Exposed: Lethal racial bias in North Carolina justice

African Americans who kill white people in the Tar Heel State are twice as likely to draw death sentences than had the victim been an African American, according to a new study of sentencing patterns.

The source of the discrimination is two-fold: Prosecutors are less likely to seek the death penalty in black-on-black crime, and jurors are more likely to impose death when the victim is white and the accused is African American.

From Michigan State University:

Defendants charged with murder in North Carolina from 1990 to 2009 were more than twice as likely to receive the death penalty if the victims were white, Michigan State University researchers have found.

Catherine Grosso and Barbara O’Brien, associate professors at MSU College of Law, conducted the most comprehensive study of its kind to date, also finding the race of the defendant doesn’t carry much weight.

“The white victim effect was the clearest and strongest finding in this study analysis,” Grosso said. “Race still matters in the criminal justice system, and it shouldn’t.”

At the same time, the researchers found cases involving both a black defendant and a black victim were more than two times less likely to advance to a capital trial, where a jury decides whether to impose a death penalty or a life sentence.

“The dismissing of black-on-black crime is so salient right now,” Grosso said. “There’s under policing in black communities, and that may be what’s going on here. It’s the justice system that seems to be driving this scenario.”

The study was inspired by North Carolina’s Racial Justice Act of 2009, which allowed death row inmates to challenge their sentencing based on evidence of racial discrimination. Since statistical evidence was needed, the researchers were tapped to conduct the study.

Prosecutors don’t seek a death sentence in the majority of cases that North Carolina law says are eligible for the death penalty, the researchers said. So with a team of about 45, Grosso and O’Brien examined 5,000-6,000 cases to understand how the law is implemented and to identify cases to include.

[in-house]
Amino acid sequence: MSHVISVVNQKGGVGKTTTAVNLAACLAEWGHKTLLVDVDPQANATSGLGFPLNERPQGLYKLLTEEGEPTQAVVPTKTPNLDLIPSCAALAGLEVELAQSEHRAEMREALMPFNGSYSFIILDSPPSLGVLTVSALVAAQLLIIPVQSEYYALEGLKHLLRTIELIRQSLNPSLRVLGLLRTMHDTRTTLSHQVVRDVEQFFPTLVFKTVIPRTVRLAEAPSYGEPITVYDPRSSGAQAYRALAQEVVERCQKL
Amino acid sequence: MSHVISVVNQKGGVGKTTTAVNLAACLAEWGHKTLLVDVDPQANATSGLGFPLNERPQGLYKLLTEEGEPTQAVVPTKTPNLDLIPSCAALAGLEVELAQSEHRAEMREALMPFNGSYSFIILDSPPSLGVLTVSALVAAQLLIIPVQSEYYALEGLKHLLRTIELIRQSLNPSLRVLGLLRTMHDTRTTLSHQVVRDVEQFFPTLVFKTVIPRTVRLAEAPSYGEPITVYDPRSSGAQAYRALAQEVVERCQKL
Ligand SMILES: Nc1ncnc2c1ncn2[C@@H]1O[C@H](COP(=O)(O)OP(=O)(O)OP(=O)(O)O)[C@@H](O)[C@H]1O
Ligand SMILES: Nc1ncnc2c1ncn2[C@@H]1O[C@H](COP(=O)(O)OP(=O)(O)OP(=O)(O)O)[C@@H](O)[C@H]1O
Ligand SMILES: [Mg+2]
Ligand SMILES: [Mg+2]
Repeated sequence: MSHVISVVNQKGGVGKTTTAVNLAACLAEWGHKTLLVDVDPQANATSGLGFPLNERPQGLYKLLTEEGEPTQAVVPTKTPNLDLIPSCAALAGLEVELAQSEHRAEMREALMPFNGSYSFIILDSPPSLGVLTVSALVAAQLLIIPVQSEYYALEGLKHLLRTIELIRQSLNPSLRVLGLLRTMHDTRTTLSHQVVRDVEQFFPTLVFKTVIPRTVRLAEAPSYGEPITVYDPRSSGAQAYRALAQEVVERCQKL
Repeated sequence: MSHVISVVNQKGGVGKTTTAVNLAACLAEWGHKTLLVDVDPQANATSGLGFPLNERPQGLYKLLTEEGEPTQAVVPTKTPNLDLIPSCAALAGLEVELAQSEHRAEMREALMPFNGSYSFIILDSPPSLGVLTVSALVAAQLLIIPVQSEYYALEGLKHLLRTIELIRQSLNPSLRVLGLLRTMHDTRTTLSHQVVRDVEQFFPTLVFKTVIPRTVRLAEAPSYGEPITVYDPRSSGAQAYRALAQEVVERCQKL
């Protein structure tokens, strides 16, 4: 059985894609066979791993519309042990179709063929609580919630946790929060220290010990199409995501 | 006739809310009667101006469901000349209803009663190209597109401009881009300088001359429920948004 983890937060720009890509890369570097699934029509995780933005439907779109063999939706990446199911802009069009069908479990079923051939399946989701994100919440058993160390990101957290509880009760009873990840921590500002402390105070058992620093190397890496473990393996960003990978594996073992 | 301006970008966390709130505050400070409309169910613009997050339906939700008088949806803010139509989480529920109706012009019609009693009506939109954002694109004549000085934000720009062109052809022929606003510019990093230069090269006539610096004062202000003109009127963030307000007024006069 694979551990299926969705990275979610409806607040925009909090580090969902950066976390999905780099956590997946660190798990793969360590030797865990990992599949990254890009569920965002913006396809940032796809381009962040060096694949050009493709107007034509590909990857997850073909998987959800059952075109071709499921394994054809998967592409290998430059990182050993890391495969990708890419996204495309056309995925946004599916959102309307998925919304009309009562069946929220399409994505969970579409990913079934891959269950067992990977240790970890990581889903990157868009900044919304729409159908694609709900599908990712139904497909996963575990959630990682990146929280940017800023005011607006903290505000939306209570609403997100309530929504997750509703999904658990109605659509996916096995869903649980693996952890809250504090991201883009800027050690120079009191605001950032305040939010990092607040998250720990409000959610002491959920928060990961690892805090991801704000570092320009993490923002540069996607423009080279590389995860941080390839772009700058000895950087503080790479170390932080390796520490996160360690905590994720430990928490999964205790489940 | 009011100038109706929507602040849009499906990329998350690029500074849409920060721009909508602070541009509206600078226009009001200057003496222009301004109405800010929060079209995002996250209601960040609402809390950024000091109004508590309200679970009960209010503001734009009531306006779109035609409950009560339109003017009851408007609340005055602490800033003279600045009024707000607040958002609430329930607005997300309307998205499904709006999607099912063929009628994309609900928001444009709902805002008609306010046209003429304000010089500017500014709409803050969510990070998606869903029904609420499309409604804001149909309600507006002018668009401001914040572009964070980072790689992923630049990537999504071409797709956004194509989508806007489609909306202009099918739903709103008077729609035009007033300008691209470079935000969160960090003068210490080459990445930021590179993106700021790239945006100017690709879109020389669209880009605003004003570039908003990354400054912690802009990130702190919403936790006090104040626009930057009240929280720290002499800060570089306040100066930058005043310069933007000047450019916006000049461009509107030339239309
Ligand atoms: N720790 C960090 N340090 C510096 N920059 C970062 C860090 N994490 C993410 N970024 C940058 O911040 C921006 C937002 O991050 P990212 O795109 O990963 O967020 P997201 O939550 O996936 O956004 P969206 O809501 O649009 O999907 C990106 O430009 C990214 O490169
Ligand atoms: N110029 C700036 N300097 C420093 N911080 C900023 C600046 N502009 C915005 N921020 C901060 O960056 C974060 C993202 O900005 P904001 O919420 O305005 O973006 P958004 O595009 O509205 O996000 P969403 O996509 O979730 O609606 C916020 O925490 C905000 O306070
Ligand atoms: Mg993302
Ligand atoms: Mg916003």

The end result was a data set of 1,500 cases – a sample of defendants against whom prosecutors could have but didn’t seek a death sentence and all defendants for whom a jury decided to impose either the death penalty or a life sentence. This included everyone on death row in North Carolina.

Researchers identified the race of every defendant and victim and coded information relating to the defendant, the victim and the circumstances of the crime. In addition, research team members visited every courthouse in the state.

The scholars obtained unusually complete information due in part to cooperation from North Carolina officials, Grosso said.

While the MSU Law study was exclusive to cases in North Carolina, the results echo an alarming trend occurring throughout the United States, O’Brien said.

“I have a hard time believing that a preference for white victim cases doesn’t reflect a fundamental bias in our criminal justice system,” she said. “What we worry about is the extent to which these biases play out even before a case gets to sentencing. There’s every reason to think it’s not just appearing at that stage in the process.”

The study was published in the most recent edition of North Carolina Law Review.


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